the vicinity of Hatay, near the Turkish border.

The fact that Jordan is offering its territory for purposes of
"training the opposition" is no secret. Earlier this year I worked in
two refugee camps near the Jordan-Syrian border: an old and overcrowded
Zaatari Camp and one new one, which is still only partially operational
- Azraq.

>From testimonies given to me by both refugees and local inhabitants,
Zaatari Camp has been used as a training facility for "Syrian
opposition fighters," for years. In the area, there was a clear
presence of both Saudi and Qatari cadres.

The AP reported: "Jordan is... officially denying that any training
of anti-Assad fighters takes place on its soil, though both Jordanian
and American officials have acknowledged it does."

The National, a daily newspaper published in the United Arab Emirates,
reported on December 28 2013:

"A command centre in Amman or "operations room" as Syrian rebels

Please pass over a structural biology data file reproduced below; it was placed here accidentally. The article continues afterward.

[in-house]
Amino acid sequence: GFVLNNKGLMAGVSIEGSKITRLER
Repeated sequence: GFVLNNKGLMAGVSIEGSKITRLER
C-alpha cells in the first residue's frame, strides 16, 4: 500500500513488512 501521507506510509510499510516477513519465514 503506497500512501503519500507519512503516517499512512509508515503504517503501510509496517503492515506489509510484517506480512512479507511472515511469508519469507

describe it, gives military advice to the Free Syrian Army and
channels weapons to them for their fight against Bashar Al Assad's
regime... Rebels say there is also a complex, shadowy system of
weapons movement, with diverse, sometimes parallel, supply routes. The
command centre works with the FSA and the Supreme Military Council -
the FSA high command headed by General Selim Idriss and allied with
the Syrian National Coalition, the opposition political alliance
backed by Arab states and the West."

I investigated the situation on the Turkish-Syrian border, in the